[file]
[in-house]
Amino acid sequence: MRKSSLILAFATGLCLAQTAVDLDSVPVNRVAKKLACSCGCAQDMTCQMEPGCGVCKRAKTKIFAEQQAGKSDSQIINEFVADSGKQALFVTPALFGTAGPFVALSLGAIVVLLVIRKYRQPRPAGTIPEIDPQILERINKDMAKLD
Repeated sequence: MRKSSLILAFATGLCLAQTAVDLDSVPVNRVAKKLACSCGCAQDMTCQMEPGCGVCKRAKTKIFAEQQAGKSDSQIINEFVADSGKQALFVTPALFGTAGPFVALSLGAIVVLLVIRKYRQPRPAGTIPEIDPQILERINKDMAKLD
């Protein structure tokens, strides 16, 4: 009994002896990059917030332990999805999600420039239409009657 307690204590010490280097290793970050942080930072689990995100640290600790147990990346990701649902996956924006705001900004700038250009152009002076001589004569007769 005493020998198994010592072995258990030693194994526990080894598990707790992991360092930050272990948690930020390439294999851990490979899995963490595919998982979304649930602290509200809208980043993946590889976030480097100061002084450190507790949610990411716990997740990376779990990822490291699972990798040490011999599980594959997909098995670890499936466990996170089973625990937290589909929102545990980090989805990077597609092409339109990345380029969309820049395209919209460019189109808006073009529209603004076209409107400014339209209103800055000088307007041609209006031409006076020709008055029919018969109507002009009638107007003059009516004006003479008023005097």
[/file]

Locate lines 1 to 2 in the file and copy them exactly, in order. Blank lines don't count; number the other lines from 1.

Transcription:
[in-house]
Amino acid sequence: MRKSSLILAFATGLCLAQTAVDLDSVPVNRVAKKLACSCGCAQDMTCQMEPGCGVCKRAKTKIFAEQQAGKSDSQIINEFVADSGKQALFVTPALFGTAGPFVALSLGAIVVLLVIRKYRQPRPAGTIPEIDPQILERINKDMAKLD